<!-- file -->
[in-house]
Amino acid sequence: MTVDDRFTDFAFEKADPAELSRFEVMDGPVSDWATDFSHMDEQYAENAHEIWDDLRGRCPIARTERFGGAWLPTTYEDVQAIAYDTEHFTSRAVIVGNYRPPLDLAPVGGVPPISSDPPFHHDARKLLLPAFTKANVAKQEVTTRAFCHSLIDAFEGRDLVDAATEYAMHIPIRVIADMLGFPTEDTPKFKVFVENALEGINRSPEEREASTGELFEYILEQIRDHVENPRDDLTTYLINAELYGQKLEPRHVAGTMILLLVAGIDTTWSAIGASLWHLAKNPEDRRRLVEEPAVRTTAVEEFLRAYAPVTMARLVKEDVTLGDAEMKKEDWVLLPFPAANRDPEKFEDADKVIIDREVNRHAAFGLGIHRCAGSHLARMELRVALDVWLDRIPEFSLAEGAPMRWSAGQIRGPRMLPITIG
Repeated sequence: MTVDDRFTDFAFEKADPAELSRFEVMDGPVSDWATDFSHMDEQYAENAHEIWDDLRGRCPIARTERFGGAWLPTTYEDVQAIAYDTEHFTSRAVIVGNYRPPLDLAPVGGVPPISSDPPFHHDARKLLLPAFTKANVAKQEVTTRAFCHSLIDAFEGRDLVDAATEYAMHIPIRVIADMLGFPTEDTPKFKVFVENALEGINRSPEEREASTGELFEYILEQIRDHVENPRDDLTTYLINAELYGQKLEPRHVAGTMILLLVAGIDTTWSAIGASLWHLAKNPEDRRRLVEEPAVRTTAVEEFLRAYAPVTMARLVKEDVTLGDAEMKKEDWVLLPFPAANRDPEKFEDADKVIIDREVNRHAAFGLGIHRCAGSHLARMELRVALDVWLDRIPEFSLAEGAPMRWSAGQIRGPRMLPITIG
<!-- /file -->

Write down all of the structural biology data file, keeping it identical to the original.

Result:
[in-house]
Amino acid sequence: MTVDDRFTDFAFEKADPAELSRFEVMDGPVSDWATDFSHMDEQYAENAHEIWDDLRGRCPIARTERFGGAWLPTTYEDVQAIAYDTEHFTSRAVIVGNYRPPLDLAPVGGVPPISSDPPFHHDARKLLLPAFTKANVAKQEVTTRAFCHSLIDAFEGRDLVDAATEYAMHIPIRVIADMLGFPTEDTPKFKVFVENALEGINRSPEEREASTGELFEYILEQIRDHVENPRDDLTTYLINAELYGQKLEPRHVAGTMILLLVAGIDTTWSAIGASLWHLAKNPEDRRRLVEEPAVRTTAVEEFLRAYAPVTMARLVKEDVTLGDAEMKKEDWVLLPFPAANRDPEKFEDADKVIIDREVNRHAAFGLGIHRCAGSHLARMELRVALDVWLDRIPEFSLAEGAPMRWSAGQIRGPRMLPITIG
Repeated sequence: MTVDDRFTDFAFEKADPAELSRFEVMDGPVSDWATDFSHMDEQYAENAHEIWDDLRGRCPIARTERFGGAWLPTTYEDVQAIAYDTEHFTSRAVIVGNYRPPLDLAPVGGVPPISSDPPFHHDARKLLLPAFTKANVAKQEVTTRAFCHSLIDAFEGRDLVDAATEYAMHIPIRVIADMLGFPTEDTPKFKVFVENALEGINRSPEEREASTGELFEYILEQIRDHVENPRDDLTTYLINAELYGQKLEPRHVAGTMILLLVAGIDTTWSAIGASLWHLAKNPEDRRRLVEEPAVRTTAVEEFLRAYAPVTMARLVKEDVTLGDAEMKKEDWVLLPFPAANRDPEKFEDADKVIIDREVNRHAAFGLGIHRCAGSHLARMELRVALDVWLDRIPEFSLAEGAPMRWSAGQIRGPRMLPITIG